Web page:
Google has been trying to crack the TV market forever.
It figured it out. Instead of acting like a tech company, it sells TV like a regular cable company.
YouTube TV is now the fourth-biggest pay-TV service in the US.
Google has been trying to break into TV for close to two decades. It's here now: Its YouTube TV offering has become one of the biggest pay-TV services in the US.
YouTube TV — which, like conventional pay TV, sells a bundle of dozens of channels — now has "more than 8 million" subscribers, YouTube CEO Neal Mohan announced Tuesday morning. That makes YouTube the fourth-largest pay-TV service in the country, behind Charter and Comcast (14.1 million each) and DirecTV, at about 11 million.
YouTube last disclosed subscriber numbers in 2022, when YouTube TV had 5 million customers. It likely got a meaningful boost last fall when it started selling the NFL's Sunday Ticket service as an add-on to its basic package of TV channels.
YouTube's ascent into the mainstream of pay TV represents a couple of things.
For starters, it shows you that YouTube and its owner, Google, have been persistent and patient about trying to crack TV, and its enormous twin revenue streams: subscriptions and ads.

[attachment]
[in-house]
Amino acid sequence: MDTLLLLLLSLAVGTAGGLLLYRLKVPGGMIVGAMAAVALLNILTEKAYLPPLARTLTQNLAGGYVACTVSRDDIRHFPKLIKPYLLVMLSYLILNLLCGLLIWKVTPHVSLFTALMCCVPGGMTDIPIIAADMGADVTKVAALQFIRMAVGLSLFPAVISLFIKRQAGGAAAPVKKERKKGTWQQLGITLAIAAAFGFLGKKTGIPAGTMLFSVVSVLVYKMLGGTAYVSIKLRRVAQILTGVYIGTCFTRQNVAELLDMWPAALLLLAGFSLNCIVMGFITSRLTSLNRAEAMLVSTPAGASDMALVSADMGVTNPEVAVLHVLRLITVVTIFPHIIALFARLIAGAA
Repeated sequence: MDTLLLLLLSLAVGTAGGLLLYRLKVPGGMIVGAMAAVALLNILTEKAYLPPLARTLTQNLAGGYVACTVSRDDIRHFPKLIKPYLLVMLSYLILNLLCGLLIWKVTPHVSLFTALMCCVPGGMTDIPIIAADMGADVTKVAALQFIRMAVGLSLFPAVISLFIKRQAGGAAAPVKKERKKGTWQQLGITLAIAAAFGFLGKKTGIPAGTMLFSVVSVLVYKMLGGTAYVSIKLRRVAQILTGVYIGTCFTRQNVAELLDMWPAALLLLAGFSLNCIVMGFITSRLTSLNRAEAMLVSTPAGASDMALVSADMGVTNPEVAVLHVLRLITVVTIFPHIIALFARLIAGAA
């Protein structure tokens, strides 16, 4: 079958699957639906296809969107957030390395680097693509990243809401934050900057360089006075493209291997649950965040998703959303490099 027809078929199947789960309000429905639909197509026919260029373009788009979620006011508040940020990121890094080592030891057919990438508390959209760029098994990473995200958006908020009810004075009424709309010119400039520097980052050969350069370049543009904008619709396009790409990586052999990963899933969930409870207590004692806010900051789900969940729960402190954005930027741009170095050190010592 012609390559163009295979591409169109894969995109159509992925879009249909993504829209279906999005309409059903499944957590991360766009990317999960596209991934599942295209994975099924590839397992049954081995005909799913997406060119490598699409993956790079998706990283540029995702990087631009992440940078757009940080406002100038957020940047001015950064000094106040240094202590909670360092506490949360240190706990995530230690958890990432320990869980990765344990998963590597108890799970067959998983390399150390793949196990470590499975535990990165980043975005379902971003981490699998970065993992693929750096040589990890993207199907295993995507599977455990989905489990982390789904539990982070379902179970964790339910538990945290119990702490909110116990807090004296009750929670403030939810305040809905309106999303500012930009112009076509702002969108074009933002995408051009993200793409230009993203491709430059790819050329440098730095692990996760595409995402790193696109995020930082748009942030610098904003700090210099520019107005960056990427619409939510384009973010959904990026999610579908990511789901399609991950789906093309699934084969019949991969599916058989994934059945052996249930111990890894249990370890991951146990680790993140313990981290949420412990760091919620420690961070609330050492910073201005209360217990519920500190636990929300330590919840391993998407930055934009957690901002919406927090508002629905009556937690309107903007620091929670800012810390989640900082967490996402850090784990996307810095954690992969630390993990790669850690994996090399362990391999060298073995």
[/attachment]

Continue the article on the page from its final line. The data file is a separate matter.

Google first tried getting into the TV-ad business back in 2007, and later tried to build its own TV operating system, which still exists in varying forms. Because Google was Google — Silicon Valley engineers who looked at the existing TV ecosystem and saw a ton of waste and outmoded business models — it didn't want to just sell a bundle of TV channels.
But Google could never figure out how to crack TV ads on its own, and its TV operating systems didn't set the world on fire. So eventually, in 2017, it decided to sell a bundle of TV channels, just like the other guys. Since then, it has steadily grown.
Now comes the other part of the equation: As YouTube TV has grown, conventional pay TV has shrunk. That's partly because multiple generations of video watchers have either cut the cord or never got one in the first place. And it's partly because some pay-TV providers — such as Comcast — have stopped trying to persuade customers to keep or get pay TV.
Instead, they're happy if those customers simply pay them for broadband — a high-margin business that everyone needs to pay for, regardless of whether they get pay TV.
Which gets us to one final question: If conventional pay TV is a shrinking business, is it a good idea for Google to keep trying to expand?
The answer, according to Google, seems to be yes — again, see its $2 billion-a-year deal to sell NFL games. Presumably because there's still a world of 70 million-ish people who pay for TV, and Google would rather have more of it than less. On the other hand: If YouTube TV were a really good business for Google, the company might tell investors just how good it is. And so far, it hasn't.
Read the original article on Business Insider